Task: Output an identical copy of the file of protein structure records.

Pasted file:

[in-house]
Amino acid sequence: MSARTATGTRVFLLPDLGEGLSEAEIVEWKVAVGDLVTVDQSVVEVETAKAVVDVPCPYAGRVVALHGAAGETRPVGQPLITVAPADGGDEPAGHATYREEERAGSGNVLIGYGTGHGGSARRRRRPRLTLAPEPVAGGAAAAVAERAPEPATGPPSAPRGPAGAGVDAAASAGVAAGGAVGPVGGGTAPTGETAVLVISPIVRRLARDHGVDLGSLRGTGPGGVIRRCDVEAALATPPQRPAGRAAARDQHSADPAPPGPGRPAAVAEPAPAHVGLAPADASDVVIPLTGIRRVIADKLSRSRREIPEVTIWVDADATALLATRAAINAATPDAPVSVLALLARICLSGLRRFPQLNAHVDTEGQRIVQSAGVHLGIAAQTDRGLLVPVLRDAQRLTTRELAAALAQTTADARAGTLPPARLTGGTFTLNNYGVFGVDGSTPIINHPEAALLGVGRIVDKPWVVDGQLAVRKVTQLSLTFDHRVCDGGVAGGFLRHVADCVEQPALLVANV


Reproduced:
[in-house]
Amino acid sequence: MSARTATGTRVFLLPDLGEGLSEAEIVEWKVAVGDLVTVDQSVVEVETAKAVVDVPCPYAGRVVALHGAAGETRPVGQPLITVAPADGGDEPAGHATYREEERAGSGNVLIGYGTGHGGSARRRRRPRLTLAPEPVAGGAAAAVAERAPEPATGPPSAPRGPAGAGVDAAASAGVAAGGAVGPVGGGTAPTGETAVLVISPIVRRLARDHGVDLGSLRGTGPGGVIRRCDVEAALATPPQRPAGRAAARDQHSADPAPPGPGRPAAVAEPAPAHVGLAPADASDVVIPLTGIRRVIADKLSRSRREIPEVTIWVDADATALLATRAAINAATPDAPVSVLALLARICLSGLRRFPQLNAHVDTEGQRIVQSAGVHLGIAAQTDRGLLVPVLRDAQRLTTRELAAALAQTTADARAGTLPPARLTGGTFTLNNYGVFGVDGSTPIINHPEAALLGVGRIVDKPWVVDGQLAVRKVTQLSLTFDHRVCDGGVAGGFLRHVADCVEQPALLVANV